During the summer, I was musing on Vannevar Bush’s ideas presented in his paper As We May Think. Having the attention span of a… where was I? Oh, yes. So my mind wandered to thinking about by how much our carbon footprint could be reduced by switching to a paperless office. The answer surprised me and I mentioned it idly to my research supervisor, Steve Easterbrook. He suggested I publish it on a blog and we discussed the creation of a software tool to help present the argument more clearly. I’ve finally worked up the nerve to start up this blog to do the former and the latter is in the works. So here is my first post detailing how much carbon dioxide is emitted by reading a page of text on a computer instead of printing it out. Ladies and gentlemen, start your stopwatches!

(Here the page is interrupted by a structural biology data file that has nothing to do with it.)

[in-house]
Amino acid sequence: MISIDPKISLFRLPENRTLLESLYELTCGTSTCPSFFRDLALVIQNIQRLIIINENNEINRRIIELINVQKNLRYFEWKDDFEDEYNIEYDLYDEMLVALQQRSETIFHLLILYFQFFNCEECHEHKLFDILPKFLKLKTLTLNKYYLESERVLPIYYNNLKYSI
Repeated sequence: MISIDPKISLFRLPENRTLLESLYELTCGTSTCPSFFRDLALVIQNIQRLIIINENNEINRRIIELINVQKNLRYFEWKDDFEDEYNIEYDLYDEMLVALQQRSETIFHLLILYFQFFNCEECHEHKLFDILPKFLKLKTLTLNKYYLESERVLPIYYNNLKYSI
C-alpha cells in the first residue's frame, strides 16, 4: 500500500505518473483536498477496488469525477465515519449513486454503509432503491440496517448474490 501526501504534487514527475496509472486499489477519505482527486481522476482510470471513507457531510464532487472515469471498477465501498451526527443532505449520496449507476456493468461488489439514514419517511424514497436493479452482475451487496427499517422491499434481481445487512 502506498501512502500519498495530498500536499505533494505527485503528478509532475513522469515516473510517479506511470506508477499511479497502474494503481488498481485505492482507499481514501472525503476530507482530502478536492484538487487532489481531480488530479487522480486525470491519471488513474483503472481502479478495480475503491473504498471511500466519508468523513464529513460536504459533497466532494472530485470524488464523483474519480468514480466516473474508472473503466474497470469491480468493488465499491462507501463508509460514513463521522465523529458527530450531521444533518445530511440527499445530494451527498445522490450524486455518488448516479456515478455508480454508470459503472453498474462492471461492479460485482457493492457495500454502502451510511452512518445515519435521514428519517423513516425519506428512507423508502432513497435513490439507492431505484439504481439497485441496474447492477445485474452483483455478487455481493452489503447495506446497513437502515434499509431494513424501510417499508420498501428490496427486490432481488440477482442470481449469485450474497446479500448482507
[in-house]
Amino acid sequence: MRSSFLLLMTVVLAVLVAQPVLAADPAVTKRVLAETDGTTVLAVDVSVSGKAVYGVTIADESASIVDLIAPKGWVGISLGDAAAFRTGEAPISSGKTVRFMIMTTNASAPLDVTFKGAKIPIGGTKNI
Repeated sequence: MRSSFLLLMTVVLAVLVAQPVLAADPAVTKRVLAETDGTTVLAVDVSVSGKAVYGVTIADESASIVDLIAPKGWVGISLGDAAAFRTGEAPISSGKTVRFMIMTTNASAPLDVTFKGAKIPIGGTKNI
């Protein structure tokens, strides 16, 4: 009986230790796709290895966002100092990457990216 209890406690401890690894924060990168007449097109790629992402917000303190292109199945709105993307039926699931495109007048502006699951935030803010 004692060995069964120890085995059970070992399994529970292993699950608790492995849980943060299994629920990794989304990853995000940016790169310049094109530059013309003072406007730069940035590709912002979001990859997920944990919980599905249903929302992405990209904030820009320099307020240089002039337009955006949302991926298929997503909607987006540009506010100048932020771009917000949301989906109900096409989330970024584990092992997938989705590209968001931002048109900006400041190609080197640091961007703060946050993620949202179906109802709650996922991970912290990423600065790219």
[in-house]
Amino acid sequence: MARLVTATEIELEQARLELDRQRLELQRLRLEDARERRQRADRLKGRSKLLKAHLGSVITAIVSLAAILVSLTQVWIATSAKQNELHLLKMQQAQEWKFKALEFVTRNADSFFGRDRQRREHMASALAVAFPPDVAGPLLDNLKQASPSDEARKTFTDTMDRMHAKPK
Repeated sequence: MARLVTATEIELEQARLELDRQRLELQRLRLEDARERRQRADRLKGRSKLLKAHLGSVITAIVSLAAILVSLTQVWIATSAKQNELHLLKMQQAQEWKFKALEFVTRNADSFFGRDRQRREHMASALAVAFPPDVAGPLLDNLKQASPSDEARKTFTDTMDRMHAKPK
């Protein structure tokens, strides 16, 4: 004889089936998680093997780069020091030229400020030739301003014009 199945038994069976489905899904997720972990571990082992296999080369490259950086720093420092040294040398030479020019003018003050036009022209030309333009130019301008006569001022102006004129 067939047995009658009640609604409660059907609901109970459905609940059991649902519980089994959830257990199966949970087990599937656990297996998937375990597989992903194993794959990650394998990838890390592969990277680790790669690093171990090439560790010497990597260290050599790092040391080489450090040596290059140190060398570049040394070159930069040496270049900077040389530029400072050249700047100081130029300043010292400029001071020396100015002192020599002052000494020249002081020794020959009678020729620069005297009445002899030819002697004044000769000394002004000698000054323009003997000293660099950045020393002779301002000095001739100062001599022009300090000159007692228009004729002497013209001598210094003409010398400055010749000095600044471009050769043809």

Warning! This is a back-of-the-envelope calculation!
See a simplified version of this argument in graphical form.
- Consumer inkjet printing is more expensive, so those that require high volumes of printing are probably using laser printers. [↩]
- Standby for laser printers is quite high — in the 10-50W range. [↩]
- There are 500 17″x22″ sheets of uncut paper in a ream as used for measuring the basis weight of paper. This yields 2000 sheets when cut. [↩]